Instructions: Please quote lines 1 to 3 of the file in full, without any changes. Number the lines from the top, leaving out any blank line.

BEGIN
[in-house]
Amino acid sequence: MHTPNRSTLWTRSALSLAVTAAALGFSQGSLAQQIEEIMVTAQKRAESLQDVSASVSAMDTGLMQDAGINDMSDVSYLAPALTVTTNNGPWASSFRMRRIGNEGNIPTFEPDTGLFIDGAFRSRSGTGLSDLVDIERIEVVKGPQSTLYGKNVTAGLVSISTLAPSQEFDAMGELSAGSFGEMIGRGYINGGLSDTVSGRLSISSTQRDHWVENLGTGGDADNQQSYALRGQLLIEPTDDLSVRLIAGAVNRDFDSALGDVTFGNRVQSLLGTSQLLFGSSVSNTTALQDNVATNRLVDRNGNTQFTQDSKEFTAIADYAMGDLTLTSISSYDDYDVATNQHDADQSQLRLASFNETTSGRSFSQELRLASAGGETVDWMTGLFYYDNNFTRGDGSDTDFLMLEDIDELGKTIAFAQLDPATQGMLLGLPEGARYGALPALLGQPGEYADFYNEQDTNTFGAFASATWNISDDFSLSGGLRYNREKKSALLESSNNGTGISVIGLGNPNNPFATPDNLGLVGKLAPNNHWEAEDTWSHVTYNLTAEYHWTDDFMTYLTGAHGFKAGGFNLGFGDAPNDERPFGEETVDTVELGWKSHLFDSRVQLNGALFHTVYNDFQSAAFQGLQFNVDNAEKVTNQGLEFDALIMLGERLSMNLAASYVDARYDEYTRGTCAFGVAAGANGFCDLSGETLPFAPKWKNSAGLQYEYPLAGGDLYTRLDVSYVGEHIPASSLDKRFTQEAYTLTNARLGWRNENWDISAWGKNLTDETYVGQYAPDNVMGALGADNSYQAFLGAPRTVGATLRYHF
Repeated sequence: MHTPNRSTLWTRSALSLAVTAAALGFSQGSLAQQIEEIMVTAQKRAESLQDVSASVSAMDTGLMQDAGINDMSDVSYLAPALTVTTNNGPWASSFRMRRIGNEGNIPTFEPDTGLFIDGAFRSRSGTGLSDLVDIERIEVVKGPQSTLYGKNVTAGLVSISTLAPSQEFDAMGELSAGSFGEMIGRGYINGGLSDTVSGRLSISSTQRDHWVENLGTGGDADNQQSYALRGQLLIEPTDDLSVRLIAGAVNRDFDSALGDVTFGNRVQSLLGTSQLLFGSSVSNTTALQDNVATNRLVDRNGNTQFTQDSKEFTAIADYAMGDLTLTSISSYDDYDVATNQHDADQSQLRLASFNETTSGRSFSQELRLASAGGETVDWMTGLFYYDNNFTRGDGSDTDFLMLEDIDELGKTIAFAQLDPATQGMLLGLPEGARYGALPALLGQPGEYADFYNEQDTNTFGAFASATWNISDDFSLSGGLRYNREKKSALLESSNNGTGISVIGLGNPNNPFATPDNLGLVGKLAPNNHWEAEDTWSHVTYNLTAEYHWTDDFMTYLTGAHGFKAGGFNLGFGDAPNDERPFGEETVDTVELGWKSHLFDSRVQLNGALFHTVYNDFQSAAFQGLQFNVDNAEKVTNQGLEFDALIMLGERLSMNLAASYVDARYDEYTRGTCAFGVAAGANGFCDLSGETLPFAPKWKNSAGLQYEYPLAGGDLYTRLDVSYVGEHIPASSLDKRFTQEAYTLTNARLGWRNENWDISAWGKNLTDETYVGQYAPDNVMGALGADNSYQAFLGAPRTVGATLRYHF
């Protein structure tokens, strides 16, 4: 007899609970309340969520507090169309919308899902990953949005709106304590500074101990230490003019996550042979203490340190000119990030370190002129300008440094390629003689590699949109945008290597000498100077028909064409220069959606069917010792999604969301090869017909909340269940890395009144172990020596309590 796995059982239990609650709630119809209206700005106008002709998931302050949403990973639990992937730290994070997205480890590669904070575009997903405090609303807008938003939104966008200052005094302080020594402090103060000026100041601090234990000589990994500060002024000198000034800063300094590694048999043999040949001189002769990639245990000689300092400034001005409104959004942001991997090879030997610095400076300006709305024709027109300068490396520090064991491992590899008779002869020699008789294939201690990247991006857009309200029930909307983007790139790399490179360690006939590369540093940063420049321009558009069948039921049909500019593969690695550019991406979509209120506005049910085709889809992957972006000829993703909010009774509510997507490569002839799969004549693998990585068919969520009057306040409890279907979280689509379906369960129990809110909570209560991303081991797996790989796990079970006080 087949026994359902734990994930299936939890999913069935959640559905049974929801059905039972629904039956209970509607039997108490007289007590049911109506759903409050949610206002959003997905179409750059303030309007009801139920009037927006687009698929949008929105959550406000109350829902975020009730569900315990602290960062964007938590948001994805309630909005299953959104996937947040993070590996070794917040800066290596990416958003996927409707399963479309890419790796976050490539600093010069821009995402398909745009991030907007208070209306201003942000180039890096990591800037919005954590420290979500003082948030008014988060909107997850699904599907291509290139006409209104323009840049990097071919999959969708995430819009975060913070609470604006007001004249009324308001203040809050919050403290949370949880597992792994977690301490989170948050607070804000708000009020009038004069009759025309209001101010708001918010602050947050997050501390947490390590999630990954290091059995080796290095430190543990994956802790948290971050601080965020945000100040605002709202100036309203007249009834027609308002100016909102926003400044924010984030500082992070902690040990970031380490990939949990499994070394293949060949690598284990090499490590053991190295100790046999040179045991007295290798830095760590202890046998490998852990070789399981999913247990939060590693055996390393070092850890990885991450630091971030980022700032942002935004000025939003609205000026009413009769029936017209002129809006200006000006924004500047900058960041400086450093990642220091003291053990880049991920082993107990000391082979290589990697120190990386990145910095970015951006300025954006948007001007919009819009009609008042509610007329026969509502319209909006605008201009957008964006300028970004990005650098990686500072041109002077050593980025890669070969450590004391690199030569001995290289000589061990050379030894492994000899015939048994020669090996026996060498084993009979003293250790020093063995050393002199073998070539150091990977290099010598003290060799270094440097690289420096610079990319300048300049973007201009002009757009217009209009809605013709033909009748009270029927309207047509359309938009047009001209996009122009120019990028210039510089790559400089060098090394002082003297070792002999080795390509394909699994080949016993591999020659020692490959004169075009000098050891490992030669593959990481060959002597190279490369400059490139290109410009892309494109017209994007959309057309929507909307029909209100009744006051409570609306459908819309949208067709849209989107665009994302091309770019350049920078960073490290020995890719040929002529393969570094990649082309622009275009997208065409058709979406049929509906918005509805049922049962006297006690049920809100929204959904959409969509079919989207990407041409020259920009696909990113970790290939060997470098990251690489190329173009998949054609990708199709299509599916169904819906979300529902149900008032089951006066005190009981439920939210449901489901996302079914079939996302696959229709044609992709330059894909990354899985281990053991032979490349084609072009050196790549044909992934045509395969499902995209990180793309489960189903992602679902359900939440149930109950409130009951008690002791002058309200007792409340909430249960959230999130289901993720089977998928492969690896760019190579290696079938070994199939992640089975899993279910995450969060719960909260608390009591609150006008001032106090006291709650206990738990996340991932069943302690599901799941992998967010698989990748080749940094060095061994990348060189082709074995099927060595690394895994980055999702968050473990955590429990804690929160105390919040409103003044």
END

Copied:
[in-house]
Amino acid sequence: MHTPNRSTLWTRSALSLAVTAAALGFSQGSLAQQIEEIMVTAQKRAESLQDVSASVSAMDTGLMQDAGINDMSDVSYLAPALTVTTNNGPWASSFRMRRIGNEGNIPTFEPDTGLFIDGAFRSRSGTGLSDLVDIERIEVVKGPQSTLYGKNVTAGLVSISTLAPSQEFDAMGELSAGSFGEMIGRGYINGGLSDTVSGRLSISSTQRDHWVENLGTGGDADNQQSYALRGQLLIEPTDDLSVRLIAGAVNRDFDSALGDVTFGNRVQSLLGTSQLLFGSSVSNTTALQDNVATNRLVDRNGNTQFTQDSKEFTAIADYAMGDLTLTSISSYDDYDVATNQHDADQSQLRLASFNETTSGRSFSQELRLASAGGETVDWMTGLFYYDNNFTRGDGSDTDFLMLEDIDELGKTIAFAQLDPATQGMLLGLPEGARYGALPALLGQPGEYADFYNEQDTNTFGAFASATWNISDDFSLSGGLRYNREKKSALLESSNNGTGISVIGLGNPNNPFATPDNLGLVGKLAPNNHWEAEDTWSHVTYNLTAEYHWTDDFMTYLTGAHGFKAGGFNLGFGDAPNDERPFGEETVDTVELGWKSHLFDSRVQLNGALFHTVYNDFQSAAFQGLQFNVDNAEKVTNQGLEFDALIMLGERLSMNLAASYVDARYDEYTRGTCAFGVAAGANGFCDLSGETLPFAPKWKNSAGLQYEYPLAGGDLYTRLDVSYVGEHIPASSLDKRFTQEAYTLTNARLGWRNENWDISAWGKNLTDETYVGQYAPDNVMGALGADNSYQAFLGAPRTVGATLRYHF
Repeated sequence: MHTPNRSTLWTRSALSLAVTAAALGFSQGSLAQQIEEIMVTAQKRAESLQDVSASVSAMDTGLMQDAGINDMSDVSYLAPALTVTTNNGPWASSFRMRRIGNEGNIPTFEPDTGLFIDGAFRSRSGTGLSDLVDIERIEVVKGPQSTLYGKNVTAGLVSISTLAPSQEFDAMGELSAGSFGEMIGRGYINGGLSDTVSGRLSISSTQRDHWVENLGTGGDADNQQSYALRGQLLIEPTDDLSVRLIAGAVNRDFDSALGDVTFGNRVQSLLGTSQLLFGSSVSNTTALQDNVATNRLVDRNGNTQFTQDSKEFTAIADYAMGDLTLTSISSYDDYDVATNQHDADQSQLRLASFNETTSGRSFSQELRLASAGGETVDWMTGLFYYDNNFTRGDGSDTDFLMLEDIDELGKTIAFAQLDPATQGMLLGLPEGARYGALPALLGQPGEYADFYNEQDTNTFGAFASATWNISDDFSLSGGLRYNREKKSALLESSNNGTGISVIGLGNPNNPFATPDNLGLVGKLAPNNHWEAEDTWSHVTYNLTAEYHWTDDFMTYLTGAHGFKAGGFNLGFGDAPNDERPFGEETVDTVELGWKSHLFDSRVQLNGALFHTVYNDFQSAAFQGLQFNVDNAEKVTNQGLEFDALIMLGERLSMNLAASYVDARYDEYTRGTCAFGVAAGANGFCDLSGETLPFAPKWKNSAGLQYEYPLAGGDLYTRLDVSYVGEHIPASSLDKRFTQEAYTLTNARLGWRNENWDISAWGKNLTDETYVGQYAPDNVMGALGADNSYQAFLGAPRTVGATLRYHF